Brits Give Eurovision The Hump

Seemingly hoping his huge international fan club televotes him to Eurovision glory, the BBC has chosen 75-year-old Engelbert Humperdinck to represent the UK in the annual song contest.

Daily Telegraph rock critic Neil McCormick called it “an act of desperation or a stroke of genius.”

There’s no doubting the enthusiasm the Beeb has for the competition, which it in some ways regards as being its own.

Not only has the UK won it five times, bettered only by Ireland’s seven wins, but it’s also taken on the role of default host.

In 1960 and ’63 the BBC stepped in because The Dutch and French broadcasting organisations respectively couldn’t foot the bill.

In 1972, the competition was back on British soil because Monaco couldn’t find a venue It happened again in ’74 when Luxembourg didn’t want to stump up the cash.

The UK’s last Eurovision win was in 1997 – Katrina & The Waves with “Love Shine A Light” – even though the song was sung by an American.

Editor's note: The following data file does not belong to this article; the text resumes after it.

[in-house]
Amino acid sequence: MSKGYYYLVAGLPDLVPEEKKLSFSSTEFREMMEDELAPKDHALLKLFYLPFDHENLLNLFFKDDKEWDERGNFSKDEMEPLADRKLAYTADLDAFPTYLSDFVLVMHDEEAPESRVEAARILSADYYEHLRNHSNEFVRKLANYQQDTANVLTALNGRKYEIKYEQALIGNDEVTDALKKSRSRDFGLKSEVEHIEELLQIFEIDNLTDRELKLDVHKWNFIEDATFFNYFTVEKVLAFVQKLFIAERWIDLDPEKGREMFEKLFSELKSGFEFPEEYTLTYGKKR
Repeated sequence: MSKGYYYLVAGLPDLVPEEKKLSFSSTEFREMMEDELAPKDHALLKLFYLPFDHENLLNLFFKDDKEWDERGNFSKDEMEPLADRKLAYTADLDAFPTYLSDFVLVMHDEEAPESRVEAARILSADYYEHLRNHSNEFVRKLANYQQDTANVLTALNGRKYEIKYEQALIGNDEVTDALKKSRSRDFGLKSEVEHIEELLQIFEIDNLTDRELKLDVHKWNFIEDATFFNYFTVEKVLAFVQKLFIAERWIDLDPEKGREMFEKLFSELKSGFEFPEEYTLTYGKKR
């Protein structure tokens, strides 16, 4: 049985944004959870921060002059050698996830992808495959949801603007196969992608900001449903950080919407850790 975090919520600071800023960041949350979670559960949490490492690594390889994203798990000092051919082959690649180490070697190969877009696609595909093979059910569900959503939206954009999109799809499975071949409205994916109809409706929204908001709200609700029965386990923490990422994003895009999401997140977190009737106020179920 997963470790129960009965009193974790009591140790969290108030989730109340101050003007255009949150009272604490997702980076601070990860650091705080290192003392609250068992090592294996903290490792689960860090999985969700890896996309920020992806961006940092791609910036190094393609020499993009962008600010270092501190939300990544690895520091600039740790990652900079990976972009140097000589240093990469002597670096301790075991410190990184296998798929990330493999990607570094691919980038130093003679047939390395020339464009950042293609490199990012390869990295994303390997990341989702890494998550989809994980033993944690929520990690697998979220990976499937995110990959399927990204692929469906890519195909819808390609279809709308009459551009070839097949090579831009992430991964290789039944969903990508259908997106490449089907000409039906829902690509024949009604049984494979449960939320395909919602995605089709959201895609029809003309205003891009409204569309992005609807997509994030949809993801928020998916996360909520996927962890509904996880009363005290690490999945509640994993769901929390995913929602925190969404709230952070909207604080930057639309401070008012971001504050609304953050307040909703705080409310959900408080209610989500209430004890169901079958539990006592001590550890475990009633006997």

There was some mitigation. In 1988 Canadian singer Celine Dion won it for Switzerland.

Since the UK’s last win, many think the tactical voting among former Eastern Bloc states has skewed the competition’s sense of silly fun, but the BBC remains intent on getting its hands on the prize.

Humperdinck’s CV includes crooning a cloyingly romantic string of hit singles. The biggest of these was “Release Me,” which beat The Beatles to the No. 1 slot in 1967.

He also had a Top 10 U.S. hit in 1976 with “After the Lovin.”

The 57th Eurovision Song Contest will be in May in Baku, Azerbaijan.